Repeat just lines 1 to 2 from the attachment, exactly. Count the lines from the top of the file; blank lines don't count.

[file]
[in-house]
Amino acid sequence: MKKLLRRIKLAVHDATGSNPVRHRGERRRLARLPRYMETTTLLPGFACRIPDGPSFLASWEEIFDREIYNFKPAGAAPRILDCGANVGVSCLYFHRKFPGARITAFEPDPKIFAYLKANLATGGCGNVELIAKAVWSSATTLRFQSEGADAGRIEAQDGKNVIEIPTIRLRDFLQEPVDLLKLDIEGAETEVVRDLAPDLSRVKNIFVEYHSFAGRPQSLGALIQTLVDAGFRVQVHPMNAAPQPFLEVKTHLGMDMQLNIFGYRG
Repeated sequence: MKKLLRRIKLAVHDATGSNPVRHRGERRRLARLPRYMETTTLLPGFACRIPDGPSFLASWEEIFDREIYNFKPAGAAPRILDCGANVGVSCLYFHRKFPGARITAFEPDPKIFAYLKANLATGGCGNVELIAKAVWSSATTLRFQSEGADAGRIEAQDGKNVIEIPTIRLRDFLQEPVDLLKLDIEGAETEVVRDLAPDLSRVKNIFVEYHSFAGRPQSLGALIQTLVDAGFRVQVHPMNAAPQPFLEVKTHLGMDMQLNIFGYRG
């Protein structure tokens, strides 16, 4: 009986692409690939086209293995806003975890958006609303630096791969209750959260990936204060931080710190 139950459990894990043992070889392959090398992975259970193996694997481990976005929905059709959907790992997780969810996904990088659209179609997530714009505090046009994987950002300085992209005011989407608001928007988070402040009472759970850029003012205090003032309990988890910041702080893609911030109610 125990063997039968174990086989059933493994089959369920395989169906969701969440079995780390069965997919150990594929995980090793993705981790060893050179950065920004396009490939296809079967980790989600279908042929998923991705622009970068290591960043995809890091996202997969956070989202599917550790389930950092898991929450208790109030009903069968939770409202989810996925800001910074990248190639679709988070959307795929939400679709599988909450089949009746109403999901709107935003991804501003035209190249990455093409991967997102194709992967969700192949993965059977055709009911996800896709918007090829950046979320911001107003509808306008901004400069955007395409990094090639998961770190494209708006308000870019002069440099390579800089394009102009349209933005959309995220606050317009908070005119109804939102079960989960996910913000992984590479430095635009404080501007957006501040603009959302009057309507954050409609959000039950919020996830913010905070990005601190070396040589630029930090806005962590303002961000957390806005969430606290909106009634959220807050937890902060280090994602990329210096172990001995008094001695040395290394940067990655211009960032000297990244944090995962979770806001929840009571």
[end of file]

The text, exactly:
[in-house]
Amino acid sequence: MKKLLRRIKLAVHDATGSNPVRHRGERRRLARLPRYMETTTLLPGFACRIPDGPSFLASWEEIFDREIYNFKPAGAAPRILDCGANVGVSCLYFHRKFPGARITAFEPDPKIFAYLKANLATGGCGNVELIAKAVWSSATTLRFQSEGADAGRIEAQDGKNVIEIPTIRLRDFLQEPVDLLKLDIEGAETEVVRDLAPDLSRVKNIFVEYHSFAGRPQSLGALIQTLVDAGFRVQVHPMNAAPQPFLEVKTHLGMDMQLNIFGYRG